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Author Topic: lax tower controllers  (Read 16696 times)
Chananya Freedman
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« on: October 30, 2008, 04:45:54 PM »

hello!  in the lax tower i assume that there are two tower frequency controllers, two ground frequency controllers, a clearance frequency controller, and many ramp frequency controllers.  i'm curious if my general information is correct and can someone get me more information on the parts of my assumptions that I might not be clear on.  thanks.

Chananya
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73's KI6YIL
Chananya Freedman
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« Reply #1 on: October 30, 2008, 04:54:46 PM »

Here is some info on LAX

http://www.airnav.com/airport/KLAX
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MathFox
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« Reply #2 on: October 31, 2008, 07:14:04 AM »

The ramp controllers could be located closer to their aprons, for a better view of what's going on there. The terminal buildings may block the view from the tower.
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tyketto
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« Reply #3 on: October 31, 2008, 01:29:44 PM »

The ramp controllers could be located closer to their aprons, for a better view of what's going on there. The terminal buildings may block the view from the tower.

IIRC, there aren't any ramp controllers at LAX. The outbounds from there contact the ground controller for the pushback.

BL.
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inigo88
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« Reply #4 on: November 03, 2008, 01:04:27 AM »

Haha on the contrary, almost every single alley (between two concourses) at LAX has its own airline operations-run Ramp frequency! I've seen several copies of the Jepp 10-9B page from different carriers with their ramp freqs, but wasn't able to find any on google. I was able to find this related document on the topic which includes the frequencies below:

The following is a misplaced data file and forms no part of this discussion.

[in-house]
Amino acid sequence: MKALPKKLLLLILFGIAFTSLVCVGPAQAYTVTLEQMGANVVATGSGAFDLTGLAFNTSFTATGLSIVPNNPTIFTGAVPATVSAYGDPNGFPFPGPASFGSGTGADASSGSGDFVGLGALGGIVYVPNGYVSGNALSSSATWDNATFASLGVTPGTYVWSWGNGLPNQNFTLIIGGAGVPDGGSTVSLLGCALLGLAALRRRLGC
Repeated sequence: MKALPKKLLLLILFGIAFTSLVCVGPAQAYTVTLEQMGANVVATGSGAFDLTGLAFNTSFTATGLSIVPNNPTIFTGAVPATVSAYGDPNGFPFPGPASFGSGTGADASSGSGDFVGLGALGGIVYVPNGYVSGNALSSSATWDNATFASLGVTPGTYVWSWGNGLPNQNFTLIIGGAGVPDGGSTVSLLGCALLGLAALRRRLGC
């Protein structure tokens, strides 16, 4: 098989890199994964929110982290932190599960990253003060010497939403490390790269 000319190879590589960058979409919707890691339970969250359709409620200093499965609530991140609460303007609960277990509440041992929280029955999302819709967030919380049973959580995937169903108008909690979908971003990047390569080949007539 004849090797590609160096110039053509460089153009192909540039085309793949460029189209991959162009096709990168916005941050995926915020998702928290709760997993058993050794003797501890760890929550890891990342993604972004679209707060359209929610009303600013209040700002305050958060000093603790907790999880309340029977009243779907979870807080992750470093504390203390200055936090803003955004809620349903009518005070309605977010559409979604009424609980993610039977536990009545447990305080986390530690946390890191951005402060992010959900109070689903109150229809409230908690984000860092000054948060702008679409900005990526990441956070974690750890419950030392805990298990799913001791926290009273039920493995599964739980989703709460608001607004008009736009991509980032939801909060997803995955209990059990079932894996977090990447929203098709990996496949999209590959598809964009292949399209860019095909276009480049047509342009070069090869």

Alaska Ramp Tower (Taxilane D-10)  130.85

      American Ramp Tower (Taxilane C-10)  129.32

      Delta Ramp Tower (Taxilanes C-8 and C-9)  131.45

      United Ramp Tower (Taxilane C-7)  129.40

      United Ramp Tower (Taxilane C-6)  129.50

The one time I've flown into LAX I had a few hours to kill before my connecting flight, and I got a chance to sit in one of the restaurants looking out on the C-6 alley and listen to ramp control. In the following aerial photo you can see that the C-6 alley is actually split into two parallel center lines, one orange and one blue, ending with the large painted arrows at the hold short line to taxiway Charlie.

Every UAL/SKW flight in that alley would call ramp control on 129.5 to request push back and engine start. After the push back, the ramp controller would actually instruct the airplanes to taxi from their positions in the alley, up either the "orange line" or the "blue line" to one of the arrows holding short of taxiway charlie and then contact ground for taxi from there. Similarly, inbound arrivals would call ramp on their second radio prior to being outside the alley and get both their assigned gate and instructions to get there. For instance, I recall instructions going something like this: "Skywest 100 follow the orange line in to gate 80, use caution for the outbound 737 on the blue line."

Here's a Bird's Eye view of the entrance to the C-6 alley.

Considering its an airline operated position and not FAA air traffic control (since ramps are non-movement areas), communications on Ramp Tower and airline Operations frequencies can still be very interesting listening, and give the listener a new perspective on the bigger picture of how traffic flows at that airport.

I've certainly always appreciated feeds with these extra frequencies included. Smiley

Regards,

Inigo
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athaker
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« Reply #5 on: November 03, 2008, 11:31:54 AM »